The study, which was presented at the Scientific Sessions of the American Heart Association in New Orleans this week, involved ten healthy volunteers who were tested with four different types of music that they were played for half an hour each at a time. The volunteers were asked to bring along music they really liked and made them feel happy and apparently most of them chose country music. They were also played music that they didn't like and made them feel anxious: most of them chose heavy metal music. Thirdly they were played music designed to be relaxing and in a fourth session they were played videotapes intended to make the volunteers laugh.
To measure the effect of music on blood vessels, the researchers measured something called flow-mediated dilation. This essentially determines how the lining of blood cells called the endothelium responds to various different stimuli (from things like exercise and emotions) and it shows how well blood is being delivered to the tissues of the body.
Measuring the flow-mediated dilation involves restricting blood flow briefly along an artery in the upper arm using a cuff, then releasing it and using an ultrasound to measure how the blood vessels respond to the sudden increase in blood flow. And that gives you a percentage increase or decrease in the diameter of blood vessels.
The researchers found that when the volunteers listened to their happy music, their blood vessels expanded by around 26%. A similar, but smaller effect happened when they listened to relaxing music. The opposite happened when they were played the unhappy, anxiety-inducing music with the blood vessels constricting by around 6%. And as you might have guessed, opening up the blood vessels is for many reasons good for us.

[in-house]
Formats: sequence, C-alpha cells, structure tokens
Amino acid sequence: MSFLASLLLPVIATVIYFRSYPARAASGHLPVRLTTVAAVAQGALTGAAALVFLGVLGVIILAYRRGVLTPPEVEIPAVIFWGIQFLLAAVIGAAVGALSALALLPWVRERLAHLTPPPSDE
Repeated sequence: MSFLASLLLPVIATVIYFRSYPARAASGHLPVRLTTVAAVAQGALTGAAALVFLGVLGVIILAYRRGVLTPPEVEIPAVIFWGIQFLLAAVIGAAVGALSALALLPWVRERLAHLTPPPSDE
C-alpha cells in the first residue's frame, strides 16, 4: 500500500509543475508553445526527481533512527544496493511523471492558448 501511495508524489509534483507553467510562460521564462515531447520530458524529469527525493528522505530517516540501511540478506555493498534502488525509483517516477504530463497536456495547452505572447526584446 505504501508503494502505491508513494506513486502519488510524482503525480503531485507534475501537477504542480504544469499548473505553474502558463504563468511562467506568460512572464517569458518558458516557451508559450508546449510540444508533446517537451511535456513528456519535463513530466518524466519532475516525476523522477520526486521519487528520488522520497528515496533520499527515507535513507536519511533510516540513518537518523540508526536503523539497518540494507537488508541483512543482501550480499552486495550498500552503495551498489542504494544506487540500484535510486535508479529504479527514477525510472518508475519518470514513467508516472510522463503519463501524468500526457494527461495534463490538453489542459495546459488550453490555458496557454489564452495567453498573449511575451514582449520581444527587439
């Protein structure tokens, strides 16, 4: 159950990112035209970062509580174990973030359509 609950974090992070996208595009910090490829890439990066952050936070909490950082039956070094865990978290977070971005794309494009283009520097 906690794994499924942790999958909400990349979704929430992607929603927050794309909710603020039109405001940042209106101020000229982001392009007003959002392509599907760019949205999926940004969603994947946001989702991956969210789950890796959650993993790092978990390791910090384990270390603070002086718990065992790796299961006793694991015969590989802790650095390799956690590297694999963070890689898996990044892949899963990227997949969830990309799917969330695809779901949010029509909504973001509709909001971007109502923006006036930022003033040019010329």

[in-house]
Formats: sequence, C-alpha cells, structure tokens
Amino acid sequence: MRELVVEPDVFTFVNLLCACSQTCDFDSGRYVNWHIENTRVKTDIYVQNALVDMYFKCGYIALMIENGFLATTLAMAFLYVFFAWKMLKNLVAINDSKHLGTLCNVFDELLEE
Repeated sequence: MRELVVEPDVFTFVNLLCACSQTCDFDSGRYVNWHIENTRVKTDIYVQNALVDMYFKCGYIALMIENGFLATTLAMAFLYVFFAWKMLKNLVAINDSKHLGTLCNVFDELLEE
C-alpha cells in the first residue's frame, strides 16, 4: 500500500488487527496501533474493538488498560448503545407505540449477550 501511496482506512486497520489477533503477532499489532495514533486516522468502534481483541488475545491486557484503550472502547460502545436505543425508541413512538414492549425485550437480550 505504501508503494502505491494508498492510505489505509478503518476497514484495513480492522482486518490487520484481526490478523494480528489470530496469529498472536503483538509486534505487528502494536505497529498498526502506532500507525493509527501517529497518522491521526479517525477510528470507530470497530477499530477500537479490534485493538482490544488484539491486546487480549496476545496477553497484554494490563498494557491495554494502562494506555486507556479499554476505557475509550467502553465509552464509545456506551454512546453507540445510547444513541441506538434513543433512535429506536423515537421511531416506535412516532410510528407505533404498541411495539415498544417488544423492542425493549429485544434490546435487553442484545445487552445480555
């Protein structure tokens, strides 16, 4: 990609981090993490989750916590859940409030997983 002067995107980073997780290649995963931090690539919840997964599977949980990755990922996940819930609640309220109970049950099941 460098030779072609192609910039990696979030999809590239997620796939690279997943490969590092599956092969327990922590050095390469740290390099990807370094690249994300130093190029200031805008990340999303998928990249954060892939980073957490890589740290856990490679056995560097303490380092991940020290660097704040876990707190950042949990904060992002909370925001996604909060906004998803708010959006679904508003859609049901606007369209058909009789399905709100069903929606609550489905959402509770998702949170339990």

And interesting point is that the effect of playing funny videos to make the volunteers laugh caused an increase of 19% in blood vessel diameter which is less than with happy music. But, we don't know whether the volunteers did actually find the tapes funny since we do all have a different sense of humour, while they did choose the music as being tracks they particularly liked.
Researchers don't really know what is causing these effects but think it is most probably linked to the release of endorphins: those pleasure chemicals in the brain. And it isn't that country music will work for everyone, it depends on what music you like as we are, after all, all different.
Exactly how the emotional response of listening to music affects the rest of our bodies remains something of a mystery. But it certainly suggests that it could well be good for us all to spend some of our daily lives listening to our favourite music.
Thank bacteria for the flavour of food
Swiss scientists have solved a Sauvignon conundrum this week with the discovery that part of the flavour of the famous white wine is down to bacteria in your own mouth! The French enologist Emile Peynaud drew attention to the burst of fruity flavours that follows 30 seconds or so after a gulp of the white wine is swallowed. This is known as the retroaromatic effect and similar olfactory phenomena accompany onions, peppers and other fruits and vegetables.